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It's raining millionaires, global wealth rises

Last updated on: June 11, 2010 16:07 IST

It's raining millionaires, global wealth rises

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The rich are getting richer. As the world recovers from the global economic crisis, the global wealth staged a remarkable comeback in 2009, increasing by 11.5 per cent to $111.5 trillion, just short of the year-end peak set in 2007.

Less than 1 per cent of all households were millionaires, but they owned about 38 per cent of the world's wealth, up from about 36 per cent in 2008, according to a new study by The Boston Consulting Group (BCG).

Households with more than $5 million in wealth represented 0.1 per cent of households but owned about 21 percent, or $23 trillion, of the world's wealth, up from 19 percent in 2008.

The number of millionaire households rose by about 14 percent in 2009, to 11.2 million -about where it stood at the end of 2007.

The United States had by far the most millionaire households (4.7 million) followed by Japan, China, the United Kingdom, and Germany.

However, the rebound in wealth should not be seen as a return to business as usual - client trust and wealth manager performance are still lower than they were before the global economic crisis, the study point out.

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Image: Global wealth rises.

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BCG projects the global wealth to grow at an average annual rate of nearly 6 per cent from year-end 2009 through 2014 - much slower than the sharp recovery in 2009 but still higher than the 4.8 per cent annual growth rate from year-end 2004 through 2009.

"There's no doubt that wealth will continue to grow faster in emerging markets, fueled by strong economic growth," said Tjun Tang, a BCG partner and a coauthor of the report.

"We expect Asia-Pacific, excluding Japan, to grow at nearly twice the global rate, raising its share of global wealth from 15 per cent in 2009 to almost 20 per cent in 2014."

The recovery in wealth - which virtually offset the 10 per cent plunge in global AuM in 2008 - was driven by resurgent financial markets and increased savings.

In North America, higher market values accounted for 90 per cent of the growth. By contrast, market values and savings made nearly equal contributions to AuM growth in Europe and Asia-Pacific (ex Japan).

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Photographs: Reuters.
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Singapore saw the highest growth in millionaire households, up 35 percent, followed by 33 per cent for Malaysia, 32 per cent for Slovakia, and 31 per cent for China.

Smaller markets had the highest concentrations of millionaire households. In Singapore and Hong Kong, millionaire households accounted for 11.4 per cent and 8.8 per cent, respectively, of all households.

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Image: Office workers cross a bridge in Singapore's financial district.
Photographs: Vivek Prakash/Reuters.
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Switzerland had the highest concentration of millionaire households in Europe and the third-highest overall at 8.4 percent.

Three of the six densest millionaire populations were in the Middle East - in Kuwait, Qatar, and the United Arab Emirates.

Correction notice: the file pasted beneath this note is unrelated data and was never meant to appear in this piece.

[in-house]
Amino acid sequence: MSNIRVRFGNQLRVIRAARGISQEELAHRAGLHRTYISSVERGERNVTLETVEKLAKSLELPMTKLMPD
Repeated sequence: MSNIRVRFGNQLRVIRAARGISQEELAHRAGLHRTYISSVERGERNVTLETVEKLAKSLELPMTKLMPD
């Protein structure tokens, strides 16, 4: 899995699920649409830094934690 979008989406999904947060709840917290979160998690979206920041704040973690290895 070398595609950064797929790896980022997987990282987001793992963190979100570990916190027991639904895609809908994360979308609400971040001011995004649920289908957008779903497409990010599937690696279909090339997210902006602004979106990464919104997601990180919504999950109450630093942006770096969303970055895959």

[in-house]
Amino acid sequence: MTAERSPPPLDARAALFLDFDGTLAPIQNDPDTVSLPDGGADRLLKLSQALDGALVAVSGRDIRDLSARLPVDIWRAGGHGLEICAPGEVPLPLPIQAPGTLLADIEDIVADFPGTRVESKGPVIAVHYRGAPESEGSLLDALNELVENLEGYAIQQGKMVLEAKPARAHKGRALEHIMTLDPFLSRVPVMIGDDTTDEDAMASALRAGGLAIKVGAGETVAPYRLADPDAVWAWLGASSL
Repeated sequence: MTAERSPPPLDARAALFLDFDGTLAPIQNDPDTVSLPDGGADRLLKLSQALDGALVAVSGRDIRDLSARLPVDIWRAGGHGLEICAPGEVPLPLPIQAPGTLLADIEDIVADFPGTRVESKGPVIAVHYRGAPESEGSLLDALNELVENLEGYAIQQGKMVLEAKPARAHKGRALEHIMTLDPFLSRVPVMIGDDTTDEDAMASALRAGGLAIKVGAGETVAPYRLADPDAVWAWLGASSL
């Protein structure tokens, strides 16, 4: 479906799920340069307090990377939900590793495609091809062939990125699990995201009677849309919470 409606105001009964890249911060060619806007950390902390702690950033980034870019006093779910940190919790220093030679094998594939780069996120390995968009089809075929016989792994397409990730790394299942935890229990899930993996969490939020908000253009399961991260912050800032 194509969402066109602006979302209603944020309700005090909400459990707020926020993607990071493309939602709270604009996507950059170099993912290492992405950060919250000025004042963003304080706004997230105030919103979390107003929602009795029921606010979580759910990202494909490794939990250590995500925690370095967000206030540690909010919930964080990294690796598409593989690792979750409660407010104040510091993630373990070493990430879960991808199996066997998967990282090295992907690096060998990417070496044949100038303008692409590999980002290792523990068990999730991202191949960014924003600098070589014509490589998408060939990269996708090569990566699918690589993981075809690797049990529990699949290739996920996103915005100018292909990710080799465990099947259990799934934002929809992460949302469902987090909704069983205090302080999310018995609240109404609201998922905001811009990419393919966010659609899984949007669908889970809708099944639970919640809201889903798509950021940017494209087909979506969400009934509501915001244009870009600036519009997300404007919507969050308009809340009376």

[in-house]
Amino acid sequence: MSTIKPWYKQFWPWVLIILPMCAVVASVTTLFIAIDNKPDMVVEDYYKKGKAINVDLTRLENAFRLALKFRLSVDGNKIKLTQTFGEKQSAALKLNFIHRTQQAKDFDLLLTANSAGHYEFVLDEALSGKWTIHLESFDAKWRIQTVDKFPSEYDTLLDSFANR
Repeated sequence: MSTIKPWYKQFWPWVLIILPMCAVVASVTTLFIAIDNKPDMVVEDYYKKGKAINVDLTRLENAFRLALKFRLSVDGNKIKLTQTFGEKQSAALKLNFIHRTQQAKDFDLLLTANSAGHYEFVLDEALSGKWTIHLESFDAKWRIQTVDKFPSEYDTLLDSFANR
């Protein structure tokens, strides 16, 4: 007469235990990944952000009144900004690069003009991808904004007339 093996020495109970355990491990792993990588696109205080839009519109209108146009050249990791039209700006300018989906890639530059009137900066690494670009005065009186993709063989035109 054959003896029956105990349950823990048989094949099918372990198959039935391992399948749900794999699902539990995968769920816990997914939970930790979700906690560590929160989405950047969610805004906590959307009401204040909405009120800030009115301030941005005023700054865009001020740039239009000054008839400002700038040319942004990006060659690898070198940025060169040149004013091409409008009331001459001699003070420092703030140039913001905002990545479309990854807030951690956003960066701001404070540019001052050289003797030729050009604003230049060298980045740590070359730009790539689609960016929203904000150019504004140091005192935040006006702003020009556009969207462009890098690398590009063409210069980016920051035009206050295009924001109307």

Despite its large population, the United States had the seventh-highest density of millionaire households at 4.1 percent.

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Image: A giant watch displays the time in front of the logo of Swiss Credit Suisse bank.
Photographs: Arnd Wiegmann/Reuters.
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North America posted the largest absolute gain in wealth at $4.6 trillion (15 per cent), but the largest percentage gain -and the second largest in absolute terms - occurred in Asia-Pacific (excluding Japan), where wealth increased by 22 per cent, or $3.1 trillion. That was nearly double the global rate.

Latin America had the second-highest growth rate at 16 per cent.

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Image: US dollars being counted out by a bank teller.
Photographs: Reuters.
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Europe remained the wealthiest region. Its $37.1 trillion in assets uner management (AuM) represented one-third of the world's wealth. It was one of several regions where wealth surpassed its precrisis year-end peak.

North America and Japan were the only regions where wealth remained below the year-end 2007 levels.

North America accounted for about 40 per cent of the $11.5 trillion increase in global wealth in 2009. Its wealth increased to $35.1 trillion.

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Image: An employee counts Euro notes.
Photographs: Pichi Chuang/Reuters.
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Offshore wealth (defined as assets booked in a country where the investor has no legal residence or tax domicile) grew to $7.4 trillion in 2009, up from $6.8 trillion in 2008, largely driven by the market recovery.

Not surprisingly, Switzerland remained the largest offshore center, with about 27 percent ($2.0 trillion) of global offshore wealth, according to the study.

But despite the recovery, banks in traditional offshore centers face considerable regulatory and competitive pressures. BCG projects the share of global wealth held offshore to fall from close to 7 per cent in 2009 to just over 6 per cent in 2014.

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Image: Offshore wealth rises.

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